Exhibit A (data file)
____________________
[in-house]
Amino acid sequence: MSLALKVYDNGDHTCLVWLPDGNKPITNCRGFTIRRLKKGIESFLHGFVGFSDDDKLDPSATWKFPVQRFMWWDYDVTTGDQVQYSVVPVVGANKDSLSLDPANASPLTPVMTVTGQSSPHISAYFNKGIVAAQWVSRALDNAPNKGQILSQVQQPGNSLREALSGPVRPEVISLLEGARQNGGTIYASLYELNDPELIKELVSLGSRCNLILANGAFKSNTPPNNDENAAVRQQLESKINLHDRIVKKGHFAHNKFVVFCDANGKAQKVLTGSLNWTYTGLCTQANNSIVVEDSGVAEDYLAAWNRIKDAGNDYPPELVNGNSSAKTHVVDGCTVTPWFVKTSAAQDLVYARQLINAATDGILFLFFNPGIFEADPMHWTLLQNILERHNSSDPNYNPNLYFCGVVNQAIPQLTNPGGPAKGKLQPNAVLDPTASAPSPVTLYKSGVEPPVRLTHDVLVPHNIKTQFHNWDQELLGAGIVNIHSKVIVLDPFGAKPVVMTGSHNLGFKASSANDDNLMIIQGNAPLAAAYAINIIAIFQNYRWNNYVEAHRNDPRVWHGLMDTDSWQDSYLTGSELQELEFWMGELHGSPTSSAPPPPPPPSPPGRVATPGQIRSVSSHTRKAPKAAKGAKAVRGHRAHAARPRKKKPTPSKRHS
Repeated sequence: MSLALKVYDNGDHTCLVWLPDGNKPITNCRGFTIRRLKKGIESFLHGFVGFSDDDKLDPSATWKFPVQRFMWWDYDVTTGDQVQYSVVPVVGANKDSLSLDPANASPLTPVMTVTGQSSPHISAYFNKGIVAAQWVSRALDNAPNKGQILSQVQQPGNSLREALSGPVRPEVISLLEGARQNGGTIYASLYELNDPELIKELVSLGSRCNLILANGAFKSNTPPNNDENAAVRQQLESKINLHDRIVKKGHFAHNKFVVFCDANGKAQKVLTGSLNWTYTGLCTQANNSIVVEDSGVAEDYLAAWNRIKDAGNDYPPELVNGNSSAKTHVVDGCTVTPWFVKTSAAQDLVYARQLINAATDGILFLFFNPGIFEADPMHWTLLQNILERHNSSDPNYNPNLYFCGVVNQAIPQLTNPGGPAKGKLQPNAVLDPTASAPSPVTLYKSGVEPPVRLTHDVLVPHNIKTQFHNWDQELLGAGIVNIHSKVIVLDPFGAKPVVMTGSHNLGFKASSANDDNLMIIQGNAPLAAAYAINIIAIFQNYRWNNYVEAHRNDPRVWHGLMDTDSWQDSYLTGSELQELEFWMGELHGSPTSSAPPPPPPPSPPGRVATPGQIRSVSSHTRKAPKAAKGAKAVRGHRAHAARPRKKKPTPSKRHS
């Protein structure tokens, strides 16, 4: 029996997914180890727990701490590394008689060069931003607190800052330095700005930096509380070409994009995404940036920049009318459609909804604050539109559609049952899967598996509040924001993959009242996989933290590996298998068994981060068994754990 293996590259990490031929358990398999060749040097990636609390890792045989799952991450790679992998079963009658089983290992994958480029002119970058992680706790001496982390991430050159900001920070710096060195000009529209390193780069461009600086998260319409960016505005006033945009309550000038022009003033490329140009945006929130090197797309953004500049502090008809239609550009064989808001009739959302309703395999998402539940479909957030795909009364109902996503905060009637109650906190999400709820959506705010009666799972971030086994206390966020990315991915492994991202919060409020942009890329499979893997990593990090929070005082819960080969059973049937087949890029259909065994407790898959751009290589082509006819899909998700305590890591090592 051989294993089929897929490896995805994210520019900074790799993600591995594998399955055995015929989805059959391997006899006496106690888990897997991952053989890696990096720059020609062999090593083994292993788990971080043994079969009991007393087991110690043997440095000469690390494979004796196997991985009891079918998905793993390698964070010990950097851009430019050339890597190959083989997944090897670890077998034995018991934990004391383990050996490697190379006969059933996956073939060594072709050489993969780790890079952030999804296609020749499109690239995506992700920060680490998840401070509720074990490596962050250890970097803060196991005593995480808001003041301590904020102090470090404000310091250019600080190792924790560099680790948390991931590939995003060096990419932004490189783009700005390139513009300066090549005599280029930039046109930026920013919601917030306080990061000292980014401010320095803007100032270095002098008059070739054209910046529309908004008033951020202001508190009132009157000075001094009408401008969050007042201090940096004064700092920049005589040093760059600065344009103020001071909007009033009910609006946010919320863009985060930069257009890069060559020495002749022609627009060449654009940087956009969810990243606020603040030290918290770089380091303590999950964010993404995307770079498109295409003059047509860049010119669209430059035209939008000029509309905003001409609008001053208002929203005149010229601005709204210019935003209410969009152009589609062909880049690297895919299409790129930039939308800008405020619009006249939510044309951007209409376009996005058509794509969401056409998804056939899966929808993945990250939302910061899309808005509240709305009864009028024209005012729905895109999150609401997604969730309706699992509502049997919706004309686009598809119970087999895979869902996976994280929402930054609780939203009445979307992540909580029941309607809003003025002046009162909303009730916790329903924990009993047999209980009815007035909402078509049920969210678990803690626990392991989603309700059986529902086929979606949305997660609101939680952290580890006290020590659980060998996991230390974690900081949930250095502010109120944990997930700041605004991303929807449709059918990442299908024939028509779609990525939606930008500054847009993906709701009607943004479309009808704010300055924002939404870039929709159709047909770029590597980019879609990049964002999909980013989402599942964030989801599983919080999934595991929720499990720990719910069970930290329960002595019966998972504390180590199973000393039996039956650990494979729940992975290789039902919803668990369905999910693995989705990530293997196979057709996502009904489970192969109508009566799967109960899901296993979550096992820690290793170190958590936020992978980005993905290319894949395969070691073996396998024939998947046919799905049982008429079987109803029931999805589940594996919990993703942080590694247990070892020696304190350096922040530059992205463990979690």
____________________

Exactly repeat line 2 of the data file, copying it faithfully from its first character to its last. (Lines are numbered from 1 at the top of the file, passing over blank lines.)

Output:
Amino acid sequence: MSLALKVYDNGDHTCLVWLPDGNKPITNCRGFTIRRLKKGIESFLHGFVGFSDDDKLDPSATWKFPVQRFMWWDYDVTTGDQVQYSVVPVVGANKDSLSLDPANASPLTPVMTVTGQSSPHISAYFNKGIVAAQWVSRALDNAPNKGQILSQVQQPGNSLREALSGPVRPEVISLLEGARQNGGTIYASLYELNDPELIKELVSLGSRCNLILANGAFKSNTPPNNDENAAVRQQLESKINLHDRIVKKGHFAHNKFVVFCDANGKAQKVLTGSLNWTYTGLCTQANNSIVVEDSGVAEDYLAAWNRIKDAGNDYPPELVNGNSSAKTHVVDGCTVTPWFVKTSAAQDLVYARQLINAATDGILFLFFNPGIFEADPMHWTLLQNILERHNSSDPNYNPNLYFCGVVNQAIPQLTNPGGPAKGKLQPNAVLDPTASAPSPVTLYKSGVEPPVRLTHDVLVPHNIKTQFHNWDQELLGAGIVNIHSKVIVLDPFGAKPVVMTGSHNLGFKASSANDDNLMIIQGNAPLAAAYAINIIAIFQNYRWNNYVEAHRNDPRVWHGLMDTDSWQDSYLTGSELQELEFWMGELHGSPTSSAPPPPPPPSPPGRVATPGQIRSVSSHTRKAPKAAKGAKAVRGHRAHAARPRKKKPTPSKRHS